AngusD Experiences Poker Karma

AngusD re-caps his poker year, including the up’s and down’s of his strategy and how, ultimately, its all part of poker karma.

For some reason I seem to have experienced a kind of seasonal inconsistency in terms of online poker. The year started rather well and continued to improve through spring, but since the end of summer the dark clouds that populate the sky here in Scotland appeared to have found their way into my office. The same thing happened last year and, while some of you who take to wearing lucky pants and listening to ‘winning’ music when sitting in front of the computer might, when this kind of thing happens, console themselves with the notion that the poker gods have contrived to link results with the weather or pages of a calendar, I prefer to look for more mundane factors. One such is my frustration and consequent impatience at the winning recipe of the first six or seven months of the year losing it’s efficacy, each successive unrewarding period thereafter gaining in significance and in turn compounding the problem until bad luck, which hitherto I would literally laugh off, no longer seems so funny. Nevertheless, I read somewhere recently that ‘luck is nothing but probability taken personally’ and this is exactly what we should have in mind at all times. Better to have a good chuckle whether the inevitable dose of luck is good or bad so that over time, once these two sides of the chance factor have more or less evened themselves out, we properly address whatever the problem(s) in our game might be rather than blame fate.

The picture I’m painting here, you all should be aware, is one that everyone faces at some point or other in their poker career (if you haven’t yet, you will, so get ready for it…), just to varying degrees. I understand that it’s all relative and that I have nothing to complain about – I consider myself very fortunate to be in this fascinating profession and my disappointment over the last few months is essentially founded on my striving to earn money for my family as smoothly as possible (or – if you prefer – greed), without having to endure losing periods too much, however unavoidable these are.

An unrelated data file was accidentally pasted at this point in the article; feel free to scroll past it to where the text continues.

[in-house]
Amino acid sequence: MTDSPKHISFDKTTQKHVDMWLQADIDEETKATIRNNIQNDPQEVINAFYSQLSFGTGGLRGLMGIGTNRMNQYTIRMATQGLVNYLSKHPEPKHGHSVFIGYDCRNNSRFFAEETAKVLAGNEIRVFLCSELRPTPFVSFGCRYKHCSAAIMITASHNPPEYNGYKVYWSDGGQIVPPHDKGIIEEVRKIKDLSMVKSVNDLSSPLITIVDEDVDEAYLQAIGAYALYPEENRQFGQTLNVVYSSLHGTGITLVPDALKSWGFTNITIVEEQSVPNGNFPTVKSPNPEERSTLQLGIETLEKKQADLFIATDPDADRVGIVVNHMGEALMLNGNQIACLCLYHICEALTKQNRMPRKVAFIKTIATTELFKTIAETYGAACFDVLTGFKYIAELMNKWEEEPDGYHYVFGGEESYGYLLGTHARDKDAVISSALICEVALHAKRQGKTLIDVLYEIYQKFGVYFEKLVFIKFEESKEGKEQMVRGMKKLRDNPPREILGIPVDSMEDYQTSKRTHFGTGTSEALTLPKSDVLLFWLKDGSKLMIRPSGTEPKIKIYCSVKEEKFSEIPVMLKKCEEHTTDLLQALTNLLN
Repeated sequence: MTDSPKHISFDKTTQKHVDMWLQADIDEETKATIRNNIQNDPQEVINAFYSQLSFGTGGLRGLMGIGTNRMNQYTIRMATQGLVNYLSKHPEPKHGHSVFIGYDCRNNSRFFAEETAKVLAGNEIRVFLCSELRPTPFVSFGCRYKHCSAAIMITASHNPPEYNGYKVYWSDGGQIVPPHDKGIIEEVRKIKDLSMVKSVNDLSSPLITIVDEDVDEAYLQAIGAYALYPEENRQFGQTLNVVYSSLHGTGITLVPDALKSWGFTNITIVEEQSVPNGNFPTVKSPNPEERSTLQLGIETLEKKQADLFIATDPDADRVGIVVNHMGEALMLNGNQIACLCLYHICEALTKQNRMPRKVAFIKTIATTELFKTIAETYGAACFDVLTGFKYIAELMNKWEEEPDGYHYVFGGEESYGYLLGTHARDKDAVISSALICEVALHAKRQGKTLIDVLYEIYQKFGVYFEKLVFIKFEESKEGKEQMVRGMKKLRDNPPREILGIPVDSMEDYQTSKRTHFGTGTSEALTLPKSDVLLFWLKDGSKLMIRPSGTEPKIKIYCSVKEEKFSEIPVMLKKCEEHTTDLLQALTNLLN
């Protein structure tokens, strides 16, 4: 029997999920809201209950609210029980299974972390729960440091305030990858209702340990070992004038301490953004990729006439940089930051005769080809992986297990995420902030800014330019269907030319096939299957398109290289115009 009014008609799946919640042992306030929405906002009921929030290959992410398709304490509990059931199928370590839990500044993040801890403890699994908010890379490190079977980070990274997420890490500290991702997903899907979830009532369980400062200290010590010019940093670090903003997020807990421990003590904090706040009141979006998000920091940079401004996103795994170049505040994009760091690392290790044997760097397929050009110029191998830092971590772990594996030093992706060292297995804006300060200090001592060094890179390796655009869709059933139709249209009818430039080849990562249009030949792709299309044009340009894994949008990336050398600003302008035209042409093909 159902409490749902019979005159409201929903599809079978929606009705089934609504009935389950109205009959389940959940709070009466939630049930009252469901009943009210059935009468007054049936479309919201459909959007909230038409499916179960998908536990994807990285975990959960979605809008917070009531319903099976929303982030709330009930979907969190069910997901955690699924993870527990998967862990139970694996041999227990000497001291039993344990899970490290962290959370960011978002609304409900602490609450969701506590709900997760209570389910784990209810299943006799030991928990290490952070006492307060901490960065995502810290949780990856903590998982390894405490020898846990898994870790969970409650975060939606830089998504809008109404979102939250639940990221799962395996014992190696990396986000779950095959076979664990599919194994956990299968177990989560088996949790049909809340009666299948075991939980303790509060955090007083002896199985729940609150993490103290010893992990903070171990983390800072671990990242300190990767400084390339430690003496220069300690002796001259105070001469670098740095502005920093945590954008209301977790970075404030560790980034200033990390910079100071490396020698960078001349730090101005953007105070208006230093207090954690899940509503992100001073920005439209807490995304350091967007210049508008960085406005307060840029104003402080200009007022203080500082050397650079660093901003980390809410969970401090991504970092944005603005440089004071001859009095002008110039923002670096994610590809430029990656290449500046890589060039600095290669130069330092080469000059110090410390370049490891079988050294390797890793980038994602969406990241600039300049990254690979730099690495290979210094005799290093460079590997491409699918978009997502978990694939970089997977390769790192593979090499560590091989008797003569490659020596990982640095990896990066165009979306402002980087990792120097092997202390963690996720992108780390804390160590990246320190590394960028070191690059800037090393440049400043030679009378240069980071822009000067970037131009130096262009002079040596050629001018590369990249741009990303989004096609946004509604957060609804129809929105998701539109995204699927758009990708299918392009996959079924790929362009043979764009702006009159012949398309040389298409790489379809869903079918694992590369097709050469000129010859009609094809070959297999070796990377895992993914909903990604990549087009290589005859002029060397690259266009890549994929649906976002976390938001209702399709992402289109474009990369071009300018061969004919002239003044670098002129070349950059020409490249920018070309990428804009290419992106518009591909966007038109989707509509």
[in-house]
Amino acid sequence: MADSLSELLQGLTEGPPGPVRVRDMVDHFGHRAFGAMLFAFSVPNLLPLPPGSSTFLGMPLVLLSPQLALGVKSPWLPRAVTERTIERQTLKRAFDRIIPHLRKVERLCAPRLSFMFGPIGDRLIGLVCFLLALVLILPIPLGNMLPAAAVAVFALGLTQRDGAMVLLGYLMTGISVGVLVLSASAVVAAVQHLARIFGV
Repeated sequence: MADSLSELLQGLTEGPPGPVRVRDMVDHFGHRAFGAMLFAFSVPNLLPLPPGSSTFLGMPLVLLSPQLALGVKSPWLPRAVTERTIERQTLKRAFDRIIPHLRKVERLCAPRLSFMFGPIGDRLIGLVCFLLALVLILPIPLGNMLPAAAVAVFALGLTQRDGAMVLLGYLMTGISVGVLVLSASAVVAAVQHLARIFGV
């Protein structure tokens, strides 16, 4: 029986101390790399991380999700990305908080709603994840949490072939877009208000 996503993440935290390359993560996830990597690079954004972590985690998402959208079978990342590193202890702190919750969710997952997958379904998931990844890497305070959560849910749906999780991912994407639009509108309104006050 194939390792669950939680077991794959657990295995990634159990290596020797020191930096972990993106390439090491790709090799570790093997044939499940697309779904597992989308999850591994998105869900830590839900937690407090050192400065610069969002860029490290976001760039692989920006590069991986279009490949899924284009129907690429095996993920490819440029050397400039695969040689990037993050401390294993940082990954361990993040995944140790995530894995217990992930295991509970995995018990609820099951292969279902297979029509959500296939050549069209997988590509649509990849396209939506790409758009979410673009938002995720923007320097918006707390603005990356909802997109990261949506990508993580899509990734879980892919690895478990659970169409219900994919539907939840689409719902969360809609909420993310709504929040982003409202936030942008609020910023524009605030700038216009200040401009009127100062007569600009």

But every silver lining has a cloud, and we must occasionally experience the downsides in order to better appreciate poker’s many rewards. It’s not necessary to be a full-time player to want to work to turn a negative into a positive through some kind of introspection. For me these occupational hazards serve as a reminder to dust off the mental toolbox in order to improve performance and thus keep my five-year-old daughter in riding lessons, but whether you’re a modest winning player or a (thus far) losing hobbyist, it pays to be conscious of prolonged or increasingly occurring poor runs and address them accordingly. You might even feel that external, non-poker factors have been more detrimental to your game than your actual play, in which case the act itself of taking time to simply think the situation over a little – making certain relevant distinctions and putting them into perspective – tends to greatly improve your poker karma.

While I accept that none of the above is earth shattering I hope that it anyway serves to remind players of all levels to take stock of their relationship with poker from time to time – preferably before a run of poor results but better late than never if we are to make the most of this potential lifelong friend.

Good luck at the tables!

AngusD is a sponsored pro at 32Red Poker, where he writes a weekly blog